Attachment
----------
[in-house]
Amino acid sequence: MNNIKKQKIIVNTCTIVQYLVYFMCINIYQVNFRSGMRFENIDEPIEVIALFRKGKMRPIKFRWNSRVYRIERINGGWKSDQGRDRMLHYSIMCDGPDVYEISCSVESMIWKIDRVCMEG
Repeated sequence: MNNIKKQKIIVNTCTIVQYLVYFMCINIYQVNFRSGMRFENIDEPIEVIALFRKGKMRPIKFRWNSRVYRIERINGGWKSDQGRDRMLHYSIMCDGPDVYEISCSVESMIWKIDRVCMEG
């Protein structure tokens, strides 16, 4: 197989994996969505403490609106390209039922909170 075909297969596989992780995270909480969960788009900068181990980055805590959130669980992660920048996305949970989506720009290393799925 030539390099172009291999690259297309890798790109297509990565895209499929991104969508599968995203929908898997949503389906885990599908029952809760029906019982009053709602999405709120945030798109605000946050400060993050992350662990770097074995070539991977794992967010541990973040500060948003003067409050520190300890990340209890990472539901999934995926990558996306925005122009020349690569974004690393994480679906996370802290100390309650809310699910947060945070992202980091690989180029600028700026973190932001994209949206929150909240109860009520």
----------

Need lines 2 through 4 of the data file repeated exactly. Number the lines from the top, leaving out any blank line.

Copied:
Amino acid sequence: MNNIKKQKIIVNTCTIVQYLVYFMCINIYQVNFRSGMRFENIDEPIEVIALFRKGKMRPIKFRWNSRVYRIERINGGWKSDQGRDRMLHYSIMCDGPDVYEISCSVESMIWKIDRVCMEG
Repeated sequence: MNNIKKQKIIVNTCTIVQYLVYFMCINIYQVNFRSGMRFENIDEPIEVIALFRKGKMRPIKFRWNSRVYRIERINGGWKSDQGRDRMLHYSIMCDGPDVYEISCSVESMIWKIDRVCMEG
């Protein structure tokens, strides 16, 4: 197989994996969505403490609106390209039922909170 075909297969596989992780995270909480969960788009900068181990980055805590959130669980992660920048996305949970989506720009290393799925 030539390099172009291999690259297309890798790109297509990565895209499929991104969508599968995203929908898997949503389906885990599908029952809760029906019982009053709602999405709120945030798109605000946050400060993050992350662990770097074995070539991977794992967010541990973040500060948003003067409050520190300890990340209890990472539901999934995926990558996306925005122009020349690569974004690393994480679906996370802290100390309650809310699910947060945070992202980091690989180029600028700026973190932001994209949206929150909240109860009520």